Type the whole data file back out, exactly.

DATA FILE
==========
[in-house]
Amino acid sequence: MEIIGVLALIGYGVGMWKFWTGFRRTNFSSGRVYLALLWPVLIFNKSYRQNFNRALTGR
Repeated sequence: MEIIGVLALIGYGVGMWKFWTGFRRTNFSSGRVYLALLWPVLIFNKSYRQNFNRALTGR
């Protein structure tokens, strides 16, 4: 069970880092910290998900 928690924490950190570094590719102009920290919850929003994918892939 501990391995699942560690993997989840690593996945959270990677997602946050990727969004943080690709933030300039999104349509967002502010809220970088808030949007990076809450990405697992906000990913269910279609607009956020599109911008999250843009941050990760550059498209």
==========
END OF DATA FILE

[in-house]
Amino acid sequence: MEIIGVLALIGYGVGMWKFWTGFRRTNFSSGRVYLALLWPVLIFNKSYRQNFNRALTGR
Repeated sequence: MEIIGVLALIGYGVGMWKFWTGFRRTNFSSGRVYLALLWPVLIFNKSYRQNFNRALTGR
């Protein structure tokens, strides 16, 4: 069970880092910290998900 928690924490950190570094590719102009920290919850929003994918892939 501990391995699942560690993997989840690593996945959270990677997602946050990727969004943080690709933030300039999104349509967002502010809220970088808030949007990076809450990405697992906000990913269910279609607009956020599109911008999250843009941050990760550059498209």